I was a member of the first class of Sesame Street graduates—kids who were preschoolers in November 1969, when the program premiered. The further away I got from this formative era, the more I realized that it was a unique time in which children’s television completely reinvented itself. Programs such as Sesame Street, Mister Rogers’ Neighborhood, The Electric Company, Schoolhouse Rock!, Zoom, and Free to Be… You and Me weren’t just TV shows. Together, they constituted a social movement. There have been some fine books about these programs individually, but I wanted to approach their history collectively, in this “movement” sense. Sunny Days is the result, and I am pleased with the reception it has received both from critics (e.g., “A lively and bewitching recounting of a particularly ripe period in television and cultural history” —The New York Times Book Review) and the reading public.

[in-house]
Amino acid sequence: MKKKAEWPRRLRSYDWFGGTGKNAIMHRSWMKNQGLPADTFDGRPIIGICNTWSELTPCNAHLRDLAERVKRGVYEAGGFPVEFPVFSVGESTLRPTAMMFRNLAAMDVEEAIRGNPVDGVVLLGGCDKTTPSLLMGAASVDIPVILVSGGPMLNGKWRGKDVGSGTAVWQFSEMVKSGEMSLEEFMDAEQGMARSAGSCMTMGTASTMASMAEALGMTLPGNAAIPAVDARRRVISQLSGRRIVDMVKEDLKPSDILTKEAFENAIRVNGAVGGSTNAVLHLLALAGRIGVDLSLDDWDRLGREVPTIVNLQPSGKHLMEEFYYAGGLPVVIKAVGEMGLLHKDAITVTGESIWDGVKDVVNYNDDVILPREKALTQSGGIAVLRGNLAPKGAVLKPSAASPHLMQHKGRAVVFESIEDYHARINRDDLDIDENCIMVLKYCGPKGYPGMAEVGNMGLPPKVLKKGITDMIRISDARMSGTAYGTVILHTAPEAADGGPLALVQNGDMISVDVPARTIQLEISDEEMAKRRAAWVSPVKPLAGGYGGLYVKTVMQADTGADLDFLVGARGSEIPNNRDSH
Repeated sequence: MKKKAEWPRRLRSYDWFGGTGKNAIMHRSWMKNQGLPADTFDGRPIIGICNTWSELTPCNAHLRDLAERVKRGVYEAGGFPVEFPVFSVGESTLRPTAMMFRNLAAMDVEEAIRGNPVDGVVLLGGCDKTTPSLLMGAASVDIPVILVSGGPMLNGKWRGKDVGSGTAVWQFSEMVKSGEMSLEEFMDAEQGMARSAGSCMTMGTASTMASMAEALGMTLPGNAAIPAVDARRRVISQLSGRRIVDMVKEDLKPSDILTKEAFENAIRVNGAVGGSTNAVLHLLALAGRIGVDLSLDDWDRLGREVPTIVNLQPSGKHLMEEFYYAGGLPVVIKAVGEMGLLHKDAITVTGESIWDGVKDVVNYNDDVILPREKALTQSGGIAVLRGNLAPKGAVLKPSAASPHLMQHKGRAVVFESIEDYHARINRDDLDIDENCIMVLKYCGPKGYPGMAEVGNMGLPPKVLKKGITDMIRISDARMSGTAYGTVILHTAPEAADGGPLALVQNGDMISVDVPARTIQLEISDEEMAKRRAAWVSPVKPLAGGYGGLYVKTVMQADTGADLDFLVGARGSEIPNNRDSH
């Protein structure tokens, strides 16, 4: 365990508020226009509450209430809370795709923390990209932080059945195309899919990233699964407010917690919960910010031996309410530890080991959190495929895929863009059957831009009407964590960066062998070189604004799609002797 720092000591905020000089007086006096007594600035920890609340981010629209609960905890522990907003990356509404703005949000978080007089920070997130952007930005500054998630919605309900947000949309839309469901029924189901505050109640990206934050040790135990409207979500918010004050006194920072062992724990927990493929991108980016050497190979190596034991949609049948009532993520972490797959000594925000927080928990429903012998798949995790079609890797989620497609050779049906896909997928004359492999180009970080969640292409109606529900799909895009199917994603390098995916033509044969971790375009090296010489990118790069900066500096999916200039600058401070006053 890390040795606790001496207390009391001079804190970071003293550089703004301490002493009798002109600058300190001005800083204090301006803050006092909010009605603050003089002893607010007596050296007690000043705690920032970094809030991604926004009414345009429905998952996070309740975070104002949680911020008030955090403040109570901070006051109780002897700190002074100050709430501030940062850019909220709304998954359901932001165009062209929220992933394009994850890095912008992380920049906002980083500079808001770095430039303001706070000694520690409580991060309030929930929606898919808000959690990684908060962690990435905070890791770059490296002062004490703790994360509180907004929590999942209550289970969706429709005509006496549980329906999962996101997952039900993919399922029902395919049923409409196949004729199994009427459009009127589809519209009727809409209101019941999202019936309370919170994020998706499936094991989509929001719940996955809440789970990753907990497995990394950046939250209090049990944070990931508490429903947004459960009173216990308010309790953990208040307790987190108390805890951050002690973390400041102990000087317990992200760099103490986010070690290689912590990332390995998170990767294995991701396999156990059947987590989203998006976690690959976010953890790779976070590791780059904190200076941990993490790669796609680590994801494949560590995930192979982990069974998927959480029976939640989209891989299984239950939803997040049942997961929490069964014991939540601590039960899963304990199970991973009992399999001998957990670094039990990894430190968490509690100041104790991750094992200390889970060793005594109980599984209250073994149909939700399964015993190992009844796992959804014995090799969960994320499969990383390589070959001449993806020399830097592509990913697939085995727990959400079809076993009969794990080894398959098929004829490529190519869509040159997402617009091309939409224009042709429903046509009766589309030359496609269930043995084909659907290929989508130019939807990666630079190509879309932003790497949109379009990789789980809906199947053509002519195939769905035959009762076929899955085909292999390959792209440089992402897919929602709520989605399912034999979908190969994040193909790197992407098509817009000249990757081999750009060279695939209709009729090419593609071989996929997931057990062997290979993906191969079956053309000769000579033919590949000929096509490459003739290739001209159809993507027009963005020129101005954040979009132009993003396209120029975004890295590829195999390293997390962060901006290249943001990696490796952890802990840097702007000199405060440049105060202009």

Want to buy a copy? These are a few of my favorite independent bookstores.
THREE LIVES & COMPANY, New York, NY
OBLONG BOOKS & MUSIC, Millerton, NY
RJ JULIA BOOKSELLERS, Madison, CT
WARWICK’S, La Jolla, CA
POWELL’S BOOKS, Portland, OR
EAST BAY BOOKSELLERS, Oakland, CA
ELLIOTT BAY BOOK COMPANY, Seattle, WA
SQUARE BOOKS, Oxford, MS
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